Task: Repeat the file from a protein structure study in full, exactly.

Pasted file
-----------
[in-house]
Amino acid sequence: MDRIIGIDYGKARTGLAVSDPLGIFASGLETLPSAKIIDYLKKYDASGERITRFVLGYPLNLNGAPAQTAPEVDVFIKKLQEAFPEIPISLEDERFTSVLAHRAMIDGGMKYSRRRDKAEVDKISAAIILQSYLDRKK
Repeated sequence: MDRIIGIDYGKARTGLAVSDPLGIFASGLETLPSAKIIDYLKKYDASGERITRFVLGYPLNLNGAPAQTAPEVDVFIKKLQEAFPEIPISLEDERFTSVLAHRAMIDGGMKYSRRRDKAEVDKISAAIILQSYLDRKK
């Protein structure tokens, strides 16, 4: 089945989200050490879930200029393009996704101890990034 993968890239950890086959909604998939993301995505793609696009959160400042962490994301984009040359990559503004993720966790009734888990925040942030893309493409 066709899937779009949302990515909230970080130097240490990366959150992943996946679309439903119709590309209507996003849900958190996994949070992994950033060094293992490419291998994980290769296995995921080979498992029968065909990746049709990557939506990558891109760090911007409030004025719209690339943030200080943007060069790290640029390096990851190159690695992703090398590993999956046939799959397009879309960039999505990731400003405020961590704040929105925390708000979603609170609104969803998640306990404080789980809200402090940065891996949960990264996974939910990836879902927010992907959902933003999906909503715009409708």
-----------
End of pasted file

[in-house]
Amino acid sequence: MDRIIGIDYGKARTGLAVSDPLGIFASGLETLPSAKIIDYLKKYDASGERITRFVLGYPLNLNGAPAQTAPEVDVFIKKLQEAFPEIPISLEDERFTSVLAHRAMIDGGMKYSRRRDKAEVDKISAAIILQSYLDRKK
Repeated sequence: MDRIIGIDYGKARTGLAVSDPLGIFASGLETLPSAKIIDYLKKYDASGERITRFVLGYPLNLNGAPAQTAPEVDVFIKKLQEAFPEIPISLEDERFTSVLAHRAMIDGGMKYSRRRDKAEVDKISAAIILQSYLDRKK
């Protein structure tokens, strides 16, 4: 089945989200050490879930200029393009996704101890990034 993968890239950890086959909604998939993301995505793609696009959160400042962490994301984009040359990559503004993720966790009734888990925040942030893309493409 066709899937779009949302990515909230970080130097240490990366959150992943996946679309439903119709590309209507996003849900958190996994949070992994950033060094293992490419291998994980290769296995995921080979498992029968065909990746049709990557939506990558891109760090911007409030004025719209690339943030200080943007060069790290640029390096990851190159690695992703090398590993999956046939799959397009879309960039999505990731400003405020961590704040929105925390708000979603609170609104969803998640306990404080789980809200402090940065891996949960990264996974939910990836879902927010992907959902933003999906909503715009409708």